Well that challenge can be fair enough, so given that I enjoy writing for fun, I decided to take up the Big Bang fanfic challenge. I wanted to prove that canon should not only be respected, but can be used to tell a better story. (I even jokingly posted the story's "ship" (relationship pairing) as "SPN/canon", though I don't know if anyone got the joke.)
Now because I'm a heartless monster who delights in the suffering of others, I recruited fellow writer Nightsky to be my beta reader & editor for this. She accepted because ... well, actually I don't know why she agreed to do this. I think she might be a little crazy! At any rate, she thought it was good and would fill a perfect niche for passing the long "Hellatus" with The Winchester Family Business.
We're breaking this up into a multi-part story that will be released over the next few weeks. I hope you enjoy.
P.S. I like to think that if we were to ever get a big-budget movie for the show, this is what we would get.
The woods had a certain... majestic quality about them, helped no less by their infinite nature. Sam and Dean Winchester crouched by a tall rock formation, each checking the contents of their army duffel bags. Both had a metal, gasoline can holding a gallon of holy water and two of the “demon grenades” Kevin Tran had built for them so long ago. Around their torsos they wore a bandoleer holding fifty shotgun shells sparkling white with the rock salt inside them. Around their waists each wore a belt holding another twenty-five salt shells.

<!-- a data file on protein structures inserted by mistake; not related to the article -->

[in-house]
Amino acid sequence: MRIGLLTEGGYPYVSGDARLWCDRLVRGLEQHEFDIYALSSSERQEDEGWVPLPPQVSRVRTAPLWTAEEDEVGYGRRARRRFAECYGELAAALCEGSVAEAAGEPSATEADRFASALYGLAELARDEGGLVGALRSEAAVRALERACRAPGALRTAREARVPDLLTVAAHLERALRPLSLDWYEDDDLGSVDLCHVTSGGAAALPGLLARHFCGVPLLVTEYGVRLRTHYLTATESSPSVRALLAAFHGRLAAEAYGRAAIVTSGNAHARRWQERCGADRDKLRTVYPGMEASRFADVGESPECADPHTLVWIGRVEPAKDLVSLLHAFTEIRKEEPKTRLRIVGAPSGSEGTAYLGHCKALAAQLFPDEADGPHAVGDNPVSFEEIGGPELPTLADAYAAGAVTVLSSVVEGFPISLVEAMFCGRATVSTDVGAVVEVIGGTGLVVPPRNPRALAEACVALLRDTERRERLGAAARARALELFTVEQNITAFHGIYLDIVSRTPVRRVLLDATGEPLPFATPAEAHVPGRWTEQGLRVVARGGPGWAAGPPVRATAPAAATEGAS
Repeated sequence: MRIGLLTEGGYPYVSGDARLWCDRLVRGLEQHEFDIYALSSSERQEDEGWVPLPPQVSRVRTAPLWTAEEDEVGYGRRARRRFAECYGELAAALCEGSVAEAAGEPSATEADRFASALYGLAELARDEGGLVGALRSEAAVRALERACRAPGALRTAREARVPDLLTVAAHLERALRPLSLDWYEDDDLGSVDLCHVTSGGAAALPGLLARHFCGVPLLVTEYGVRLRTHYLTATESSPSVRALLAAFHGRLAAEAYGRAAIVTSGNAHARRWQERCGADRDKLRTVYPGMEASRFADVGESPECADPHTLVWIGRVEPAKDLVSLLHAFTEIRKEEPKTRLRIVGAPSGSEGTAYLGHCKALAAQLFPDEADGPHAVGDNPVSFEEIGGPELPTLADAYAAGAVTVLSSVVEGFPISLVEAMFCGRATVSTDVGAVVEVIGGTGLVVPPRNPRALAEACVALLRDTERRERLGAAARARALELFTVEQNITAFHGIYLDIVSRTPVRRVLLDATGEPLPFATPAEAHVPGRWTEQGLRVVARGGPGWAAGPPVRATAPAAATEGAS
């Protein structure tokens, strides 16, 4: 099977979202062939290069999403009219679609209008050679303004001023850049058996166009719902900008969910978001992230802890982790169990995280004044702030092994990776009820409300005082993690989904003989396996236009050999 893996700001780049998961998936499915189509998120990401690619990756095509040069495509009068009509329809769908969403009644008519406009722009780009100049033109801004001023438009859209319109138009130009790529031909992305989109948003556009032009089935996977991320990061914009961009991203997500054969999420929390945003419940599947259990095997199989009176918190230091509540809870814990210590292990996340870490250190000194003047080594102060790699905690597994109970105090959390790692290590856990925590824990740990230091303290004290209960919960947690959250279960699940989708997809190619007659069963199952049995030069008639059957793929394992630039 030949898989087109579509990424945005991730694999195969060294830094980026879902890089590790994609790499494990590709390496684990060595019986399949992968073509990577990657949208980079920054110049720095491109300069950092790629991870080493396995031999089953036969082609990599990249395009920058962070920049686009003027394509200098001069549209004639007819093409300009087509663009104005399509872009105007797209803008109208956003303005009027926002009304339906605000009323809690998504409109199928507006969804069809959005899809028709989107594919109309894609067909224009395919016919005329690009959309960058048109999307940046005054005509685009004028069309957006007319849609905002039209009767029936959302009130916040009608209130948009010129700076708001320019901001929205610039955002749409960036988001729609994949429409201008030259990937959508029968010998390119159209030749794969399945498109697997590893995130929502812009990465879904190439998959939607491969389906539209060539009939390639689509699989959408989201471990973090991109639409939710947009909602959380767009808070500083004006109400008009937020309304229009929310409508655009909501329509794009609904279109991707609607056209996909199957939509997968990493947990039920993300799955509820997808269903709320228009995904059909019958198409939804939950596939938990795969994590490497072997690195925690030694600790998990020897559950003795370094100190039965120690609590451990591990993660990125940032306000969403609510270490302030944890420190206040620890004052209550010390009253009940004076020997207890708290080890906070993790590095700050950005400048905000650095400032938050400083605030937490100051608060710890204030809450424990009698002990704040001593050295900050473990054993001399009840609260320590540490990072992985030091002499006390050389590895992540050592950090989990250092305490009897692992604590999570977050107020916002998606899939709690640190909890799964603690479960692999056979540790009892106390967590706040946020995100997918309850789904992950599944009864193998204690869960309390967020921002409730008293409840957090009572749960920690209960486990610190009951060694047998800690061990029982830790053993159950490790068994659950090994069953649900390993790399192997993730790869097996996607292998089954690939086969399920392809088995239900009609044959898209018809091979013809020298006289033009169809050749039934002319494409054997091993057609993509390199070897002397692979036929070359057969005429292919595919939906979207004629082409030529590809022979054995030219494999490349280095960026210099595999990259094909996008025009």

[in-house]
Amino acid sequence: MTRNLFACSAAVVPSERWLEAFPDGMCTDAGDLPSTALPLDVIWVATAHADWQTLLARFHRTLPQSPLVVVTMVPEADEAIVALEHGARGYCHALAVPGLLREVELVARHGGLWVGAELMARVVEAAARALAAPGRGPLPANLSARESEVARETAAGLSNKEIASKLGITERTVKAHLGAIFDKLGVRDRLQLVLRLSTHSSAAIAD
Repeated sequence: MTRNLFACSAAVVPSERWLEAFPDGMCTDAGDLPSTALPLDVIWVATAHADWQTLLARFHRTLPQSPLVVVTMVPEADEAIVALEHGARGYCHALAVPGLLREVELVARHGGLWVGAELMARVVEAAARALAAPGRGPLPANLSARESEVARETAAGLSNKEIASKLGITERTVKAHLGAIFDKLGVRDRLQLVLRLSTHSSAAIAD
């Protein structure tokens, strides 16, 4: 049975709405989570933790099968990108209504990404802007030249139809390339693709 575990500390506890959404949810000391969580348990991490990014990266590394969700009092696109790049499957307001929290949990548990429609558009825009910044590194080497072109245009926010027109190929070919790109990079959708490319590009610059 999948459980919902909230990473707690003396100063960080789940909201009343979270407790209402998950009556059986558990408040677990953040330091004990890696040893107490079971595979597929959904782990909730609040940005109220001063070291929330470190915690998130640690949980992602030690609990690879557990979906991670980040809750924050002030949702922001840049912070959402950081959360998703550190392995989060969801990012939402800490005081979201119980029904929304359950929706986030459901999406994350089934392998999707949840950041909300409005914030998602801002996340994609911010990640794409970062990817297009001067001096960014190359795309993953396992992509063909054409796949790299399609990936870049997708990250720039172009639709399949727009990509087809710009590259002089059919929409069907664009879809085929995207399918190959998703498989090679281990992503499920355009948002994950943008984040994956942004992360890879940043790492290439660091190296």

Dean broke open his trusty, Baikal sawed-off shotgun and double-checked that it was loaded before he made sure the magazine on his forty-five Colt MK IV was similarly full. “You still got the map and compass, Sammy?”
Sam nodded as he pulled out four salt shells from his jacket pocket and loaded them into his twelve gauge Ithaca shotgun before stuffing it into his duffel bag. “You got the First?”
Dean reached behind and patted the First Blade strapped sideways on the back of his belt. “You got the knife?”
Sam patted the sheath that was strapped to his right thigh, Ruby’s knife resting within it. He pulled out a bundle crudely wrapped in newspaper and said, “I got you a gift.”
“Why?” Dean asked as he accepted it.
“Days like this…” Sam searched for what he was trying to say. “A person better say everything he needs to.”
Dean held up his hand and started to speak but Sam interrupted him.
“Yeah I know. Figured this gift would be less ‘chick-flick-ee’ than actually talking.”
Dean tore open the wrapping. Inside he found a golden, circular amulet with a Celtic knot design on the interior and the word ‘BROTHER’ inscribed on it. He held it up with a questioning look.
“It represents eternity and how we’ll always be brothers. It’s good luck and…” Sam stopped and shrugged his huge shoulders.